Andrew Rose, 19 October 2016

The pro-trade effects of the euro are a clear-cut benefit of Eurozone membership, but scholarly estimates of the size of this effect vary widely. This column uses meta-analysis to argue that the variation stems from inappropriate exclusion of nations and years. When all countries and years available in the data are included, the estimate of the euro trade effect is economically and statistically large, at about 50%.

Events

  • 17 - 18 August 2019 / Peking University, Beijing / Chinese University of Hong Kong – Tsinghua University Joint Research Center for Chinese Economy, the Institute for Emerging Market Studies at Hong Kong University of Science and Technology, the Guanghua School of Management at Peking University, the Stanford Center on Global Poverty and Development at Stanford University, the School of Economics and Management at Tsinghua University, BREAD, NBER and CEPR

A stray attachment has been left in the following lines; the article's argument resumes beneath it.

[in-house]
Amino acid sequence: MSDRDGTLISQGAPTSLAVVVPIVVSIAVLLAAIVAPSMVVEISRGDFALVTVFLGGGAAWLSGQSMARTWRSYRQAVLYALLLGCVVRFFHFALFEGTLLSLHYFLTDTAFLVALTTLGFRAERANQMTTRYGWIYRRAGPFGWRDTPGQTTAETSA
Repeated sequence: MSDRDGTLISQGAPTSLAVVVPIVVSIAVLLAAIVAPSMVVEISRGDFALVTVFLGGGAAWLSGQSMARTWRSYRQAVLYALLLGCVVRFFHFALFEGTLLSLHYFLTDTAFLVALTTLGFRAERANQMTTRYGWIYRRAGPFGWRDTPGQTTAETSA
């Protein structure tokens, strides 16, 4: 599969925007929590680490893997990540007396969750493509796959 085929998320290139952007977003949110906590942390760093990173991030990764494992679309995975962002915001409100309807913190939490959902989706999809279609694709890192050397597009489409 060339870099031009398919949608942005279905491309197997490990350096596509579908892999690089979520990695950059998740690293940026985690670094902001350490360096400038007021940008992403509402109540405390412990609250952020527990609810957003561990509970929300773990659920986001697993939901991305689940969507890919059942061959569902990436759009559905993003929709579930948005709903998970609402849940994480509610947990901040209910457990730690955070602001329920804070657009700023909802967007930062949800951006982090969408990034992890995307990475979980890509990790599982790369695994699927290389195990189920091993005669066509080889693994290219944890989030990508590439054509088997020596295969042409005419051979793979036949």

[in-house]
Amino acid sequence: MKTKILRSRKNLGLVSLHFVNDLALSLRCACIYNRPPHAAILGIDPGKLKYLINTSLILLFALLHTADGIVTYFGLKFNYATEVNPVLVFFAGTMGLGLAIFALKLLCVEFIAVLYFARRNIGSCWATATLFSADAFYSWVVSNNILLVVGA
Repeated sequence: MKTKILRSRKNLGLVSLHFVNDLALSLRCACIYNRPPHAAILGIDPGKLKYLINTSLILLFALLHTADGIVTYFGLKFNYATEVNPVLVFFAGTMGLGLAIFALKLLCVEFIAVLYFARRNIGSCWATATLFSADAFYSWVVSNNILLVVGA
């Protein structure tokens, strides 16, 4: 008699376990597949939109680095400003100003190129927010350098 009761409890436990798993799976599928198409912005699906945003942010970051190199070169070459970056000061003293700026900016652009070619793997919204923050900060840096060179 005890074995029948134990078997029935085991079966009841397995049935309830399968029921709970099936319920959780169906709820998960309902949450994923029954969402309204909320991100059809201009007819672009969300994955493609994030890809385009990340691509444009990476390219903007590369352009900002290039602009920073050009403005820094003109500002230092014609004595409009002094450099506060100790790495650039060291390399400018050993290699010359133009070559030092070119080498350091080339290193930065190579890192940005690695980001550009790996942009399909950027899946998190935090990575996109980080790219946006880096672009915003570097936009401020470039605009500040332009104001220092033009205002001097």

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  • 9 - 14 September 2019 / Guildford, Surrey, UK / The University of Surrey

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